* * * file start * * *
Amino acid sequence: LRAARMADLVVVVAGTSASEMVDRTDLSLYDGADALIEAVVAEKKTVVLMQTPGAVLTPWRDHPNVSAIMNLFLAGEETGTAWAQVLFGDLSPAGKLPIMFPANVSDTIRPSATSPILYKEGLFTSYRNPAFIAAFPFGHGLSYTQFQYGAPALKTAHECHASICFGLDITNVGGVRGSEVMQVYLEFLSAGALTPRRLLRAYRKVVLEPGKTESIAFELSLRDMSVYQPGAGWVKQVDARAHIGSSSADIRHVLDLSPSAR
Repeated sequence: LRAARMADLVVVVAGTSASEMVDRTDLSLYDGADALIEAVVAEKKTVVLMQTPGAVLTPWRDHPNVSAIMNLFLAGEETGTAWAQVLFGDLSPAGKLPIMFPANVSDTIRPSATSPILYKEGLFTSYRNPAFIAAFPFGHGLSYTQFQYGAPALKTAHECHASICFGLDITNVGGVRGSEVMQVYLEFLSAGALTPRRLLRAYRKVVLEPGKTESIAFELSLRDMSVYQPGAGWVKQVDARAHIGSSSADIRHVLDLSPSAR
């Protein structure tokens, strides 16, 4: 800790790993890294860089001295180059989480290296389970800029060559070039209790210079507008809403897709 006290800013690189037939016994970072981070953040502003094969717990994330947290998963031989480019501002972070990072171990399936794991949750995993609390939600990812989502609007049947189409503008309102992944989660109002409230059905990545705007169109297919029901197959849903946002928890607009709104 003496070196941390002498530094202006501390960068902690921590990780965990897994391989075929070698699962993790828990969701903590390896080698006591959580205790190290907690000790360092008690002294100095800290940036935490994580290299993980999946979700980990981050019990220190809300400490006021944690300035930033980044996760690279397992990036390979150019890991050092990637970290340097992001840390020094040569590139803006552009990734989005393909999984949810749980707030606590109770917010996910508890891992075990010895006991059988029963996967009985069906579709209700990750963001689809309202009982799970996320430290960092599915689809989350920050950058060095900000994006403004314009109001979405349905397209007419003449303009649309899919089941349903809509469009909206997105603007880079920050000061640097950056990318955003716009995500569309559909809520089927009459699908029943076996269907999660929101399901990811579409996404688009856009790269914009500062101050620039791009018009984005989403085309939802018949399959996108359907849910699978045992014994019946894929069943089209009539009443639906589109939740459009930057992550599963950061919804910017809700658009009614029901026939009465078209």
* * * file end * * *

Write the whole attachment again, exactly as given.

Amino acid sequence: LRAARMADLVVVVAGTSASEMVDRTDLSLYDGADALIEAVVAEKKTVVLMQTPGAVLTPWRDHPNVSAIMNLFLAGEETGTAWAQVLFGDLSPAGKLPIMFPANVSDTIRPSATSPILYKEGLFTSYRNPAFIAAFPFGHGLSYTQFQYGAPALKTAHECHASICFGLDITNVGGVRGSEVMQVYLEFLSAGALTPRRLLRAYRKVVLEPGKTESIAFELSLRDMSVYQPGAGWVKQVDARAHIGSSSADIRHVLDLSPSAR
Repeated sequence: LRAARMADLVVVVAGTSASEMVDRTDLSLYDGADALIEAVVAEKKTVVLMQTPGAVLTPWRDHPNVSAIMNLFLAGEETGTAWAQVLFGDLSPAGKLPIMFPANVSDTIRPSATSPILYKEGLFTSYRNPAFIAAFPFGHGLSYTQFQYGAPALKTAHECHASICFGLDITNVGGVRGSEVMQVYLEFLSAGALTPRRLLRAYRKVVLEPGKTESIAFELSLRDMSVYQPGAGWVKQVDARAHIGSSSADIRHVLDLSPSAR
């Protein structure tokens, strides 16, 4: 800790790993890294860089001295180059989480290296389970800029060559070039209790210079507008809403897709 006290800013690189037939016994970072981070953040502003094969717990994330947290998963031989480019501002972070990072171990399936794991949750995993609390939600990812989502609007049947189409503008309102992944989660109002409230059905990545705007169109297919029901197959849903946002928890607009709104 003496070196941390002498530094202006501390960068902690921590990780965990897994391989075929070698699962993790828990969701903590390896080698006591959580205790190290907690000790360092008690002294100095800290940036935490994580290299993980999946979700980990981050019990220190809300400490006021944690300035930033980044996760690279397992990036390979150019890991050092990637970290340097992001840390020094040569590139803006552009990734989005393909999984949810749980707030606590109770917010996910508890891992075990010895006991059988029963996967009985069906579709209700990750963001689809309202009982799970996320430290960092599915689809989350920050950058060095900000994006403004314009109001979405349905397209007419003449303009649309899919089941349903809509469009909206997105603007880079920050000061640097950056990318955003716009995500569309559909809520089927009459699908029943076996269907999660929101399901990811579409996404688009856009790269914009500062101050620039791009018009984005989403085309939802018949399959996108359907849910699978045992014994019946894929069943089209009539009443639906589109939740459009930057992550599963950061919804910017809700658009009614029901026939009465078209």